Veronica Novakova, a designer from the Czech Republic, chose to deal with the theme of children in the Holocaust. Her work portrays a traditional childhood punishment, recognizable and relatable to many people from their own childhood. Traditionally, to correct a child’s errant behavior, an adult will force the “naughty” child to write his misdeed over and over again, until he “learns his lesson.”
In this case, the misdeed is written by a child who is forced to denounce his friendship with a Jewish friend. Under anti-Jewish legislation adopted in Germany and other countries, Jews were ostracized from all spheres of daily life. The everyday contact they once enjoyed with their friends and neighbors became forbidden, turning Jews into pariahs. These restrictive laws were created by adults to enforce their own anti-semitic ideology. Children, in their innocence, could neither understand the ideology nor the hatred behind these laws which were forced on them from the adult world; for children, these laws meant that a beloved playmate inexplicably became untouchable, forbidden, and lost to them. Worse still, trying to maintain that friendship resulted in punishment. Veronica addresses the effect this enforced hatred takes on an innocent child in her poster. She shows us a punishment list in which a child is forced to denounce his friendship again and again. Beyond the hurtful words, the true feelings of the heartbroken writer are revealed in a very touching way – the list is splattered and blurred by tears.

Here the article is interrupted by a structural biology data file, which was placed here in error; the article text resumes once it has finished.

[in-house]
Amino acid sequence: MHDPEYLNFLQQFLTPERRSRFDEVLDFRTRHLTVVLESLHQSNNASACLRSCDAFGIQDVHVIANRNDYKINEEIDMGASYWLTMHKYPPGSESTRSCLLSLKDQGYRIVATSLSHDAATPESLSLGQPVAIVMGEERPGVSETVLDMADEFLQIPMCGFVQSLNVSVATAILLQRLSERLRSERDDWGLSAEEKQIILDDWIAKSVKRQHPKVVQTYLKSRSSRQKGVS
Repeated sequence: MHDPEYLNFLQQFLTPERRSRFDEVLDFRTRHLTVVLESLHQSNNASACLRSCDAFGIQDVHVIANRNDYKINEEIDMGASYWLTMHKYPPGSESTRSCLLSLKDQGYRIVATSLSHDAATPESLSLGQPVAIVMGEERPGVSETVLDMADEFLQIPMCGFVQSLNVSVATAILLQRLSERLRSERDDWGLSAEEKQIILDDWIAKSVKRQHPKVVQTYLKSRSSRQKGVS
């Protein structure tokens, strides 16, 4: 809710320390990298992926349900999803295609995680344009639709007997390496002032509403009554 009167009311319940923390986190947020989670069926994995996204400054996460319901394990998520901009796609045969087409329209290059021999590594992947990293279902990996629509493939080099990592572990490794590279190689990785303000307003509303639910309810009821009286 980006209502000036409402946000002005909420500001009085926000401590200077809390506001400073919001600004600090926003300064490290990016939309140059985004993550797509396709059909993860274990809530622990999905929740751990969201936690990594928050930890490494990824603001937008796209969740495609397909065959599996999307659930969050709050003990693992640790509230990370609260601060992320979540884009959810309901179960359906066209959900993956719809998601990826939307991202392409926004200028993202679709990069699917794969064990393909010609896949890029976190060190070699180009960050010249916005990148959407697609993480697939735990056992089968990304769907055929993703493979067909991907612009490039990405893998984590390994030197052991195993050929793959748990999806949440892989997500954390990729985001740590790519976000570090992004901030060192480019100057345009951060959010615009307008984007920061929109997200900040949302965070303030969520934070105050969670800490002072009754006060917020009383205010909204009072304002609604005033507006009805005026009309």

Designer Martina Cejpova also explores the effect the Nazi anti-Jewish policy had on children. In her poster, she depicts a universally-recognized image from childhood: a hopscotch board, chalked onto the pavement. This particular game, however, is marred by a hateful symbol of discrimination drawn onto its cross-arms – the yellow star. Its inclusion here indicates that the insidious and pervasive hatred perpetrated by the adult world has also filtered down to the world of children, destroying their innocence. We are left to wonder who drew this hopscotch board: Jewish children reflecting the star which brands them, even in their play, or non-Jewish children creating a discriminating alternative to their own star-free game. One thing remains clear – the creator of this hopscotch board has been deeply affected by adult decisions.